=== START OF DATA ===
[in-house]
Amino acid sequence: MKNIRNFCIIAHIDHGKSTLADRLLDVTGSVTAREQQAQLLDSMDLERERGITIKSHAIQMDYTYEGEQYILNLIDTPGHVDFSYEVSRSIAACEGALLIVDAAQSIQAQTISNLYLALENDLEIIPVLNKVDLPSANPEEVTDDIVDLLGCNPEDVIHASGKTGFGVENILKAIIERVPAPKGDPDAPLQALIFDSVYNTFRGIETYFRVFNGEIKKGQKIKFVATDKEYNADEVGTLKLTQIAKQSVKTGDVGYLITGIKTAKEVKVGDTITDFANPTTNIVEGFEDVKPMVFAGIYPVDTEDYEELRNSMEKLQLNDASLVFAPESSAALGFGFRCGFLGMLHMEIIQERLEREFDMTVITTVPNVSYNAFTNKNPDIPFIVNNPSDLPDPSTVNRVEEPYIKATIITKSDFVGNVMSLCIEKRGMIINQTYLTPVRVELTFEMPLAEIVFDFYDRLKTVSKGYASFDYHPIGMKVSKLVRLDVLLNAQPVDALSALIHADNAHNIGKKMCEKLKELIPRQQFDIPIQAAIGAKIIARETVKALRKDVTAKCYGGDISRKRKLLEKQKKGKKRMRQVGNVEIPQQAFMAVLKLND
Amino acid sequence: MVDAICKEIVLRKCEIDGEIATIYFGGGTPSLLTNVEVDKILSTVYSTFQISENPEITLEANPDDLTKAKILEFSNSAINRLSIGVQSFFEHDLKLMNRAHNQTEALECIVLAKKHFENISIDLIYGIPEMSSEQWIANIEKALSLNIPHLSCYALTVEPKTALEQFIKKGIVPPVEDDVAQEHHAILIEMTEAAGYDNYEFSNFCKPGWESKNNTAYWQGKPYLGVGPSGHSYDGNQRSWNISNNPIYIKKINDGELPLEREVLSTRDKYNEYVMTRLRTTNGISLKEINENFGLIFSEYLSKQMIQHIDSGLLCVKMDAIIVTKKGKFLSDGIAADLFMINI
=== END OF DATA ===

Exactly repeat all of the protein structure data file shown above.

[in-house]
Amino acid sequence: MKNIRNFCIIAHIDHGKSTLADRLLDVTGSVTAREQQAQLLDSMDLERERGITIKSHAIQMDYTYEGEQYILNLIDTPGHVDFSYEVSRSIAACEGALLIVDAAQSIQAQTISNLYLALENDLEIIPVLNKVDLPSANPEEVTDDIVDLLGCNPEDVIHASGKTGFGVENILKAIIERVPAPKGDPDAPLQALIFDSVYNTFRGIETYFRVFNGEIKKGQKIKFVATDKEYNADEVGTLKLTQIAKQSVKTGDVGYLITGIKTAKEVKVGDTITDFANPTTNIVEGFEDVKPMVFAGIYPVDTEDYEELRNSMEKLQLNDASLVFAPESSAALGFGFRCGFLGMLHMEIIQERLEREFDMTVITTVPNVSYNAFTNKNPDIPFIVNNPSDLPDPSTVNRVEEPYIKATIITKSDFVGNVMSLCIEKRGMIINQTYLTPVRVELTFEMPLAEIVFDFYDRLKTVSKGYASFDYHPIGMKVSKLVRLDVLLNAQPVDALSALIHADNAHNIGKKMCEKLKELIPRQQFDIPIQAAIGAKIIARETVKALRKDVTAKCYGGDISRKRKLLEKQKKGKKRMRQVGNVEIPQQAFMAVLKLND
Amino acid sequence: MVDAICKEIVLRKCEIDGEIATIYFGGGTPSLLTNVEVDKILSTVYSTFQISENPEITLEANPDDLTKAKILEFSNSAINRLSIGVQSFFEHDLKLMNRAHNQTEALECIVLAKKHFENISIDLIYGIPEMSSEQWIANIEKALSLNIPHLSCYALTVEPKTALEQFIKKGIVPPVEDDVAQEHHAILIEMTEAAGYDNYEFSNFCKPGWESKNNTAYWQGKPYLGVGPSGHSYDGNQRSWNISNNPIYIKKINDGELPLEREVLSTRDKYNEYVMTRLRTTNGISLKEINENFGLIFSEYLSKQMIQHIDSGLLCVKMDAIIVTKKGKFLSDGIAADLFMINI